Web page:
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Thursday, September 19, 2019

REVIEW: Where the Crawdads Sing by Delia Owens #deliaowens @putnambooks #bookclub

Where the Crawdads Sing 
by Delia Owens

Publisher: G.P. Putnam's Sons
Publish Date: August 14, 2018
370 Pages
Genres: Mystery, Historical Fiction

A novel about a young woman determined to make her way in the wilds of North Carolina, and the two men that will break her isolation open.

For years, rumors of the "Marsh Girl" have haunted Barkley Cove, a quiet town on the North Carolina coast. She's barefoot and wild; unfit for polite society. So in late 1969, when handsome Chase Andrews is found dead, the locals immediately suspect Kya Clark.

But Kya is not what they say. Abandoned at age ten, she has survived on her own in the marsh that she calls home. A born naturalist with just one day of school, she takes life lessons from the land, learning from the false signals of fireflies the real way of this world. But while she could have lived in solitude forever, the time comes when she yearns to be touched and loved. Drawn to two young men from town, who are each intrigued by her wild beauty, Kya opens herself to a new and startling world--until the unthinkable happens.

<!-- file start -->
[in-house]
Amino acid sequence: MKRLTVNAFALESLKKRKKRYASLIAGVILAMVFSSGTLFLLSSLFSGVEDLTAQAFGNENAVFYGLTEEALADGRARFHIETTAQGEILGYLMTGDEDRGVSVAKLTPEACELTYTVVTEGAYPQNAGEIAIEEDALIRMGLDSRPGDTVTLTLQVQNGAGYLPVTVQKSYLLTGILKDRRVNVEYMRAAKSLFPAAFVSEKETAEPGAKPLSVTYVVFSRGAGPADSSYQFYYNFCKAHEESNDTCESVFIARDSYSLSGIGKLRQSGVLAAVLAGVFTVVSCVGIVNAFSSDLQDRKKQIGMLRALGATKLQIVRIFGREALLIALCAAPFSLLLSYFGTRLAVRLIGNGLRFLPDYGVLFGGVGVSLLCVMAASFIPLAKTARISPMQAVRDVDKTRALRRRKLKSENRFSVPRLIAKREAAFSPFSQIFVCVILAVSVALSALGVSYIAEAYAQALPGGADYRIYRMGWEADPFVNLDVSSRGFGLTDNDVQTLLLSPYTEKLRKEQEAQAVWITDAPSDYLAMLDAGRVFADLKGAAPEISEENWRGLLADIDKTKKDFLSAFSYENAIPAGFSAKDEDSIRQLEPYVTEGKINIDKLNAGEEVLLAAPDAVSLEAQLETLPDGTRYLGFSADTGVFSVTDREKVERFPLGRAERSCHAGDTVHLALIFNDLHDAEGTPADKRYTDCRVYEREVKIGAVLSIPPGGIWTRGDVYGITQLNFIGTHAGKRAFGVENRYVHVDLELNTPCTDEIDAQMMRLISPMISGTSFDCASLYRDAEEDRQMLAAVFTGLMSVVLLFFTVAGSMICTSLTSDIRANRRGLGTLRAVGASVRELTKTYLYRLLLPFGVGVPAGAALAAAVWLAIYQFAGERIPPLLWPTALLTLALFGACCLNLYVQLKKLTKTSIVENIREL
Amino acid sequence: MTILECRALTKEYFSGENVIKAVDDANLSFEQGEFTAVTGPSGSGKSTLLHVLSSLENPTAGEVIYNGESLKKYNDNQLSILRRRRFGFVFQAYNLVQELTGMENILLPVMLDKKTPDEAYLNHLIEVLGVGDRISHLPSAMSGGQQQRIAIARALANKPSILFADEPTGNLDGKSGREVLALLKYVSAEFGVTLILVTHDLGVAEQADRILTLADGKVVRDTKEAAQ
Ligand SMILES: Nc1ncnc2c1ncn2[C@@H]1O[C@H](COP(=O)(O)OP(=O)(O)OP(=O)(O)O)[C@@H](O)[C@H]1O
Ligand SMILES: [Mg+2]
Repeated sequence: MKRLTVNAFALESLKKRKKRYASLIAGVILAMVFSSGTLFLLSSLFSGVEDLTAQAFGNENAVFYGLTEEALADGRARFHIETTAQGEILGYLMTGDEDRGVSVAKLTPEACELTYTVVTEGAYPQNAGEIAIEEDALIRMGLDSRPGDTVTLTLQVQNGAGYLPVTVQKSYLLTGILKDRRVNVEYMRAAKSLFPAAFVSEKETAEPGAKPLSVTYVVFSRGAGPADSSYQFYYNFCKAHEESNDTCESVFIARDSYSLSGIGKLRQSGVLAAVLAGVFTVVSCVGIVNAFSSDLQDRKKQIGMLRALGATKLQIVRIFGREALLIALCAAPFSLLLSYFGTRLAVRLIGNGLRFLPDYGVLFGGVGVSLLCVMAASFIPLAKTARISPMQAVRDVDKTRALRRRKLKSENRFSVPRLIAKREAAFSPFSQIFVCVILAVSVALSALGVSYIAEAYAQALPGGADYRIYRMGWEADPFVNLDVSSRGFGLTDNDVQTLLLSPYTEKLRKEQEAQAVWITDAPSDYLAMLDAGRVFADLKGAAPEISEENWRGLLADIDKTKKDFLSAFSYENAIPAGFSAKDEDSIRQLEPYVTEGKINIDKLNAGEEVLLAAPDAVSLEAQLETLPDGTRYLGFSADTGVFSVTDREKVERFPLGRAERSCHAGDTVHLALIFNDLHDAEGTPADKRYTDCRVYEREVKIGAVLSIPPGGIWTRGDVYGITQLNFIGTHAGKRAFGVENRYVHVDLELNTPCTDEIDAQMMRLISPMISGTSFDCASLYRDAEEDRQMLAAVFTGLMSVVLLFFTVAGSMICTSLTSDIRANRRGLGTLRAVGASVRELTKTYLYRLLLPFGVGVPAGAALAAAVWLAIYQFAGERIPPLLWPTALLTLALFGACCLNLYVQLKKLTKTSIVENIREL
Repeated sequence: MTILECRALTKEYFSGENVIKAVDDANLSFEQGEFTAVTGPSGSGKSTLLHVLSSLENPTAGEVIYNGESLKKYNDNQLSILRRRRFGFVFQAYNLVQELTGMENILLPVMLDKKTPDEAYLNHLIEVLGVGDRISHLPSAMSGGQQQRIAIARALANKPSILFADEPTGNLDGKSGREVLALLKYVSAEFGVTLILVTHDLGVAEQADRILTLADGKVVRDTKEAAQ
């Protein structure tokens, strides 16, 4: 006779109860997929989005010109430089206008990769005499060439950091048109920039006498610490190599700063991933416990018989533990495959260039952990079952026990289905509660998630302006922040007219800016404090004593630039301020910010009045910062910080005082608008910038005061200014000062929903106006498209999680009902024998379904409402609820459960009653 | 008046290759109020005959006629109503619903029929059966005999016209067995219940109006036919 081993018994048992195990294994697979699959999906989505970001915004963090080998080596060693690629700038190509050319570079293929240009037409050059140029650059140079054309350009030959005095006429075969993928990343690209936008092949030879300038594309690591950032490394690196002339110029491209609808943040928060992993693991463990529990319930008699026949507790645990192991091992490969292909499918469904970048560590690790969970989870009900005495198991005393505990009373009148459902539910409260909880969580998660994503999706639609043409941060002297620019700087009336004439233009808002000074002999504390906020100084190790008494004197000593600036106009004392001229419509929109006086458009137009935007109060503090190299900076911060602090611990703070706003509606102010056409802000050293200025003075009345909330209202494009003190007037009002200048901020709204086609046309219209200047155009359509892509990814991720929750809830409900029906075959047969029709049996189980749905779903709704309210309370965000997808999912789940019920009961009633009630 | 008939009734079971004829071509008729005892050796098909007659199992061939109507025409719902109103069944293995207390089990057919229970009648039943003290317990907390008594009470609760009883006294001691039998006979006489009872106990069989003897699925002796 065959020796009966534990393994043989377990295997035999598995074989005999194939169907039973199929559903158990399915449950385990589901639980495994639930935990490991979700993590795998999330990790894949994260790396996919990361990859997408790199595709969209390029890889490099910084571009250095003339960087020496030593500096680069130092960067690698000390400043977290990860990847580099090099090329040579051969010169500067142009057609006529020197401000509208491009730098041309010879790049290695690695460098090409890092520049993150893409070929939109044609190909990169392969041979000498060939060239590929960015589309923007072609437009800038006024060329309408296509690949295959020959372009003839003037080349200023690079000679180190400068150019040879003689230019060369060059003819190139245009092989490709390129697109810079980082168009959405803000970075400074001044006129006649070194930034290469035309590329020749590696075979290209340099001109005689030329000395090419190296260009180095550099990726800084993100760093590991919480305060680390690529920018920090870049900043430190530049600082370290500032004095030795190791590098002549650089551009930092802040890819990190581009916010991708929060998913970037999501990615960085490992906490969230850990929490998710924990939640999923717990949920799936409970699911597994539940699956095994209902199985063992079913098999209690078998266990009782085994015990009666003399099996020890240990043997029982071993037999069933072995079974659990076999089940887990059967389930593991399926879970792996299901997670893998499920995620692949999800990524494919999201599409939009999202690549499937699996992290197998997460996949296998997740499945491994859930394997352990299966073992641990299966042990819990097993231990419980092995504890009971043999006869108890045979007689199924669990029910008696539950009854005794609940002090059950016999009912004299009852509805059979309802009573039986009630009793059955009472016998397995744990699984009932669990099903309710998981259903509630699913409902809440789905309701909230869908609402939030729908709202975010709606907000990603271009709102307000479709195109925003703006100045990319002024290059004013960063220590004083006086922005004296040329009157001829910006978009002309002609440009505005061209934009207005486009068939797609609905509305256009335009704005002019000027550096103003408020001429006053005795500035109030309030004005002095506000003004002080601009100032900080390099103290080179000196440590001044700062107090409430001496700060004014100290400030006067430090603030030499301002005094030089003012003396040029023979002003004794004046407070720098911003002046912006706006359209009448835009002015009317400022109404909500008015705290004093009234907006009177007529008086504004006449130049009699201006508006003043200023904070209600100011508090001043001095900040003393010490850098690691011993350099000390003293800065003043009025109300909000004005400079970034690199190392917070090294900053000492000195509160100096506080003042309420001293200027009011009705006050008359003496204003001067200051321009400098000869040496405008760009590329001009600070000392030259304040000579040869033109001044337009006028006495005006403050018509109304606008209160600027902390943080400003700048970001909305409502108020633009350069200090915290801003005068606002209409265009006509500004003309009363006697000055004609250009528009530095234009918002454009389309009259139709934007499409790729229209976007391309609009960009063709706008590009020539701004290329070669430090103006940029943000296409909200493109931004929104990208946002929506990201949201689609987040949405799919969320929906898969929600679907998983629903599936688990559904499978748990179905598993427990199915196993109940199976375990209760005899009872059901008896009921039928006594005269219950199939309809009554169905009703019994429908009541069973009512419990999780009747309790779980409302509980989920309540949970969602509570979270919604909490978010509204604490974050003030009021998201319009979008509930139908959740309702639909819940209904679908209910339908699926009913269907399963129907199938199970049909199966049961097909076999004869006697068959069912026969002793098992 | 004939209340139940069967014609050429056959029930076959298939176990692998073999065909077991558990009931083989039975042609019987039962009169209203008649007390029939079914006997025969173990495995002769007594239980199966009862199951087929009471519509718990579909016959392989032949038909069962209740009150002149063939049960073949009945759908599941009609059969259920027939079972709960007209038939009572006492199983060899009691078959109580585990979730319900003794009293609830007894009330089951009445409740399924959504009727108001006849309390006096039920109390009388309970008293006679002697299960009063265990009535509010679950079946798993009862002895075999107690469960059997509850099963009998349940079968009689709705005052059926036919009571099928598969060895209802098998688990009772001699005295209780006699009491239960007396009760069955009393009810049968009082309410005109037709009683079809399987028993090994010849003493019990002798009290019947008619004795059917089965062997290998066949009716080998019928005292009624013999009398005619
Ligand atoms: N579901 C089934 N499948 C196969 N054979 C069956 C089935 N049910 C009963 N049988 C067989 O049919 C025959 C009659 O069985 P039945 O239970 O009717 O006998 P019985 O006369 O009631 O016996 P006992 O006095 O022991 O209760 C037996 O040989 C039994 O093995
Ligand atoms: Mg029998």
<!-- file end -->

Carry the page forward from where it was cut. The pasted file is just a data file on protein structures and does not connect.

My Review:

OH my poor heart.  I knew within the first 50 pages that I was going to absolutely love this story.  While it's not my usual type of read, this one vastly reminded me of Where the Red Fern Grows (my favorite book ever) in the vein of country, history, the hard work of a child and seeing them through their toughest times.  But unlike WTRFG, this one spans Kya's entire life time and just WOW.  When a member of my bookclub suggested this for our read this month I was DELIGHTED.

In discussions with people who had already read this book, I found that some readers didn't like the cadence/speech and found it jarring.  I personally enjoyed it and didn't think it was too much - it lent a feeling of more authenticity to my experience.  The base of the novel, in the prejudicing, not only with race during this time period, but with just someone different, is something that unfortunately will resonate with any era.  Why is it that we are so afraid of what we don't know?

I found the pacing of this read to be beautiful and well done.  Not a word wasted and while I could've done without the poems - at the end, I found that they were necessary as well.  The last couple of chapters I read with a chill through my skin and my hand placed over my heart.  It has probably been since I was a child with my favorite book that I felt so connected - or so emotional. 

What else can I say really? If you haven't read this book, I implore you to do so. And please, marry the Tates of this world and forget the Chase. *wink*


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